The self-flagellation continues as President Bush apologizes yet again.
President Bush (news - web sites) acknowledged "times are tough" for the United States and the Middle East and repeatedly apologized for U.S. soldiers' conduct in Iraq (news - web sites) in an interview published by an Egyptian newspaper Friday.... neatly handing the Islamofacists a new arrow for their quiver of terror.
And if you don't think the press is driving this "story", consider the third paragraph:
The editors of Egypt's Al-Ahram newspaper who conducted the interview didn't ask about the future of Defense Secretary Donald H. Rumsfeld. Critics have called upon Rumsfeld to resign for his handling of the prisoner-abuse scandal.No word on what other questions weren't asked, but at least we know AP's position on the matter. This is a PR debacle. Some short colonel should have been answering questions and issuing apologies, if necessary; instead, we've got the President of the United States bending over and taking it.
Bush didn't apologize in two television interviews Wednesday, but he made up for it in the Al-Ahram interview, saying the word "sorry" six times.Utterly insane. The media lost interest in January after the initial report, and they would have lost interest again if the only response they got was from a PR flack, but now that they've got the President himself on the scaffold we're never going to hear the end of it.
"I can't tell you how sorry I am to them and their families for the humiliation," he said. "I'm also sorry because people are then able to say, `Look how terrible America is.'"
Bush conceded that the issue has cost the United States standing in the Middle East.
"I think that things in the Middle East for the United States are difficult right now," Bush said. "I think they're difficult because people don't really understand our intentions. ... I'd say right now times are tough for the United States and the Middle East."
At least the President still has some backbone.
Bush declined to offer any guarantees on two issues of special concern to Arabs — that an eventual Palestinian state would encompass almost all the West Bank, and that Palestinian refugees who fled in 1948 from land that now lies in Israel be allowed to return.Of course, it doesn't take much guts to refuse to promise the impossible -- unless you're a diplomat, maybe. Both those issues of "special concern" are 100% guaranteed to be rejected by Israel, and everyone in the game knows it, so why does the media keep acting as if they're on the table? Because the media wants to see the eventual destruction of the Zionist entity?
Meanwhile, the Vatican points out the obvious:
The abuse of Iraqi prisoners by US soldiers is a scandal offensive to God himself, the Vatican (news - web sites) said, in its first public comment.Lots of stuff that people do every day offends God, so this is hardly news. You steal? You lie? You offend "God himself". So what's the Vatican's agenda?
"Violence against people offends God himself, who made humans in his own image," the Vatican's foreign minister, Archbishop Giovanni Lajolo, said in a pre-recorded television interview due to be broadcast later on Friday.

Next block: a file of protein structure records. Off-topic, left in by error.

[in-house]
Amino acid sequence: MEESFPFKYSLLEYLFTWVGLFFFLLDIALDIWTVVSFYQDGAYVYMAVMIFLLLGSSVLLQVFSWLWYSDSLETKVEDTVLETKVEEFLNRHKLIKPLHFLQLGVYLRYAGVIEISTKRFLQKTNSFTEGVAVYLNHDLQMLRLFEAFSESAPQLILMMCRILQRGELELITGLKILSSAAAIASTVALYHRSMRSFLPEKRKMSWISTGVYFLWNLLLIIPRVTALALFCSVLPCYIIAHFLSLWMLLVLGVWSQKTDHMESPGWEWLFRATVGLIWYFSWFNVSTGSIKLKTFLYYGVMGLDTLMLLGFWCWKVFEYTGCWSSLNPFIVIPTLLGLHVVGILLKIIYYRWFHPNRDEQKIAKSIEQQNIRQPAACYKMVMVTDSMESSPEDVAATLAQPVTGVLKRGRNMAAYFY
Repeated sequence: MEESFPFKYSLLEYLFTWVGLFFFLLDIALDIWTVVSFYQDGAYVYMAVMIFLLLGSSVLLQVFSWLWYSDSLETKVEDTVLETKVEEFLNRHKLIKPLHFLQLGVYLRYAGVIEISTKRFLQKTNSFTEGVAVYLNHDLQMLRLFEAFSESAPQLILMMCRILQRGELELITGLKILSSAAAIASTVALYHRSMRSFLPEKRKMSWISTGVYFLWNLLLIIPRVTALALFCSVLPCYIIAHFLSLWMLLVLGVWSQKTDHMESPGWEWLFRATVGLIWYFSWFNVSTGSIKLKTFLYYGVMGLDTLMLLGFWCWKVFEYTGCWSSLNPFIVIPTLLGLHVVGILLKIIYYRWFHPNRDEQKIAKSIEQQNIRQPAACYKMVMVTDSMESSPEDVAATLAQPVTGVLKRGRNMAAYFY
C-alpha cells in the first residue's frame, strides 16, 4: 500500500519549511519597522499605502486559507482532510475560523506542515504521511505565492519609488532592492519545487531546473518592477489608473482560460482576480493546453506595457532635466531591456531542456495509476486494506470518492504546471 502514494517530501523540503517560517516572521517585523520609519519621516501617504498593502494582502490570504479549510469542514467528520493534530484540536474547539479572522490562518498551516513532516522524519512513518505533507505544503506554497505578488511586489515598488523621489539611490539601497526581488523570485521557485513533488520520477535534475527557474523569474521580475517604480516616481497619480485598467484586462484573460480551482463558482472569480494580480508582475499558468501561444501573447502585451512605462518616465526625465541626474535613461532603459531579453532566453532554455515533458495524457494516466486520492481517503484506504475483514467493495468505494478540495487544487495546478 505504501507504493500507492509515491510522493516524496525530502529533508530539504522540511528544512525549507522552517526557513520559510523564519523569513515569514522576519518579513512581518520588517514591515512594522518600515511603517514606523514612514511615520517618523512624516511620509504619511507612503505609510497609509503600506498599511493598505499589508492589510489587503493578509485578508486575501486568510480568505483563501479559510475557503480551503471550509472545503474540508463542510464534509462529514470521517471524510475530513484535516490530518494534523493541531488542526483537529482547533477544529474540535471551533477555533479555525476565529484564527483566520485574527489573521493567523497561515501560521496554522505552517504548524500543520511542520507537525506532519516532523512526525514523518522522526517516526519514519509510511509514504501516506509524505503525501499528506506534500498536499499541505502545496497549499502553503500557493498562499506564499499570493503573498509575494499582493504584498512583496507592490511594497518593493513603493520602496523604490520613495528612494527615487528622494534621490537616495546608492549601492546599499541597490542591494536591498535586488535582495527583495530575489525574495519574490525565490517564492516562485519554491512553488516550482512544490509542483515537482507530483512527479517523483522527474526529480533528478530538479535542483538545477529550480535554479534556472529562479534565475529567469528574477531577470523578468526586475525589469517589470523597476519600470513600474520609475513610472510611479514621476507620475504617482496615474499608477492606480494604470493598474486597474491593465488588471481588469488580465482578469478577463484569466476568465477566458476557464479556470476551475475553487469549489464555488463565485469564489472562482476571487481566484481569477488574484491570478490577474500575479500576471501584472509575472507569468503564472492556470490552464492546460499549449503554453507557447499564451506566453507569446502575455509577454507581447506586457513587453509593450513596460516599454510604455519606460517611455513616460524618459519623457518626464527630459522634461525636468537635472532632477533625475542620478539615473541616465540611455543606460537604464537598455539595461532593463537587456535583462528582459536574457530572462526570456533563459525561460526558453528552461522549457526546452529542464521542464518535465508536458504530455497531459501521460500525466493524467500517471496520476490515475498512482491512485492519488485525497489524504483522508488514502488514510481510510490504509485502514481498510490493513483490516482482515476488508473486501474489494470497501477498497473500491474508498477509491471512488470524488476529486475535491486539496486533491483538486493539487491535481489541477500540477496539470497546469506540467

Lajolo said he hoped Iraq (news - web sites) would regain its independence and sovereignty as soon as possible, that the country would be led by "a competent Iraqi leader, recognized as such by the people", and that the United Nations (news - web sites) would be given "a defining role" in the oil-rich country.Right, it's definitely time to put Kofi Annan et al back in charge of Iraq's oil.
He said he was optimistic that the return to Iraq on Thursday of UN special envoy Lakhdar Brahimi meant the UN could soon assume that role.
"The pope had reasons for denouncing the idea of a preventive war and it is clear that this war has not done away with terrorism," he said.Uh, yeah... terrorism still exists. We're working on it!
Fortunately, the American people in general aren't as quick to worship at the altar of lip-biting apologies as the Administration, the media, and most of the blogosphere. An ABC poll shows that most Americans don't think the abuse is a big deal.
Most Americans express dismay about the abuse of Iraqi detainees by U.S. soldiers, and the nation divides on whether the Bush administration sought at first to investigate the scandal — or to cover it up.Right, the Administration tried to cover it up by issuing a report about it four months ago. Or maybe the media is just trying to give that impression.
Three-quarters of the public are closely following the story, a level of attention reserved for some of the most gripping news events.Translation: whatever the media decides is "gripping" and then reports on 24/7.
Two-thirds favor criminal charges against the soldiers involved; fewer — but still a majority — 54 percent, say punishment should go up the chain of command to higher-level officers who allowed a breakdown of training and discipline.That's all?! Those numbers would be high for a presidential popularity poll, but they're remarkably low for a question about punishing obvious criminals.
Still, given current knowledge, most say the buck should stop before it gets to Rumsfeld. Twenty percent in this ABCNEWS/Washington Post poll say he should resign, while many more, 69 percent, say he should retain his position. Even most Democrats — hardly the administration's fondest fans — say Rumsfeld should stay.The the pollsters didn't ask about the future of the media. Critics have accused the mainstream press of creating this scandal themselves for the purpose of hurting the Republicans in the upcoming election.
Allah is on the right track, too.